With the hiring of John Kiser as North Riverside’s new fire chief, it appears that the soap opera that’s been playing out with the fire department since mid-July has ended.

At least, we hope that’s the case.

Kiser takes over on Sept. 1 and will be sworn in Sept. 4, ending the brief but controversial interim term of Scott Boman, whose surprise hiring back in July caused swift backlash.

It was never very clear just how “interim” Boman was meant to be. At the time of his hire, it appeared more than likely he’d end up the full-time chief, but that soured quickly after residents and community activists started calling on the mayor to keep looking.

By all accounts, during his time in North Riverside, Boman was steady and hard-working. His relationship with union firefighters appears to have been professional and amicable.

But our belief is that Boman’s fate as the long-term chief was sealed by the method by which he was chosen.

It just didn’t look good.

The concept of a department head search being done undercover, with little to no input from other top officials, was a miscalculation.

With Boman aboard as an interim, however, it allowed the mayor to reopen his search in the light of day. It drew candidates who otherwise may not have known about the opening – like Kiser, apparently – and it allowed the mayor a more thorough vetting process, including the input from three other elected officials who interviewed Kiser.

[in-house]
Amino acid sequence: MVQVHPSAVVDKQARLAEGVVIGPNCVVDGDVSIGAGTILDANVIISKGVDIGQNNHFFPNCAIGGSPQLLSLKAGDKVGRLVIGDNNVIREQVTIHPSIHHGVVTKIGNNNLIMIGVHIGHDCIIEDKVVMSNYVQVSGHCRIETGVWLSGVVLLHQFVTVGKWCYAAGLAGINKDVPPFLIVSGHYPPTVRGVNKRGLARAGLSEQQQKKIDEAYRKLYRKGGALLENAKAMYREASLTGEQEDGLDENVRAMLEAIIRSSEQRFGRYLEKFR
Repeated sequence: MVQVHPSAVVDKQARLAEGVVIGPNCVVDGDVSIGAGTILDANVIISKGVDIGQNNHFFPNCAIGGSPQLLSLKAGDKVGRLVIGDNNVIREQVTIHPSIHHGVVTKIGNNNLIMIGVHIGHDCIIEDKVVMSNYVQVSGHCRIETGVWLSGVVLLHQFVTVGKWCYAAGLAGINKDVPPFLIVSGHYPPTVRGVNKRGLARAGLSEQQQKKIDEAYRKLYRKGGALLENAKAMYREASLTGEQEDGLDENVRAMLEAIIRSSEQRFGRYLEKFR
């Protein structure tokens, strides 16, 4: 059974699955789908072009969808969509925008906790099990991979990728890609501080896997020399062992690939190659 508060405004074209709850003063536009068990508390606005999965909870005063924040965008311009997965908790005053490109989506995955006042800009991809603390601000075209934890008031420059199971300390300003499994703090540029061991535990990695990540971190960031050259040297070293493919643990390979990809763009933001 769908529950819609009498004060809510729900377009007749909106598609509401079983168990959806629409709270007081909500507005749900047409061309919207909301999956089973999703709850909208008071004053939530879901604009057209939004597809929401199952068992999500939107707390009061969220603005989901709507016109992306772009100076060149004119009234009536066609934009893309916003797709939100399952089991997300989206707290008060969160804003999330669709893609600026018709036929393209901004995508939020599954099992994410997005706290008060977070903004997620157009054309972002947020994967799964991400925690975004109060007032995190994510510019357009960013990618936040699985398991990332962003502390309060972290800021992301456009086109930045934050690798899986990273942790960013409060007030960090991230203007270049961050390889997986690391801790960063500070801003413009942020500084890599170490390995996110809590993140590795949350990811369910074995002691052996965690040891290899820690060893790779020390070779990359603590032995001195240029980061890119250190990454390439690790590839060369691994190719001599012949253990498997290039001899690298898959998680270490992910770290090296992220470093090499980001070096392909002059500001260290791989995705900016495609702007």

In addition to that, the new chief is a known quantity in this area, someone who has worked with the fire and police chiefs in western Cook County, including North Riverside, Riverside and Brookfield.

Kiser is also civic-minded. He’s served as an elected official in Forest View as a park district commissioner and as a member of the Lyons-Brookfield School District 103 Board of Education. 

As a member of the District 103 school board during a transitional period in 2011-13, he was part of the team the negotiated a new union contract for district aides and was involved in the search for a new superintendent.

It’s also, we think, positive that this isn’t a job to supplement Kiser’s retirement. This is his complete focus, which is good for a department who needs someone with that approach.

While union firefighters would have preferred that the new chief come from their ranks, in reality that was never going to happen. With labor arbitration still pending and the lingering effects of four years of brutal labor/management unrest, someone from the outside was always going to be chosen.

The question, of course, was: Who would want such a job and such a headache?

The answer, for now, is John Kiser. We hope it’s for the long haul.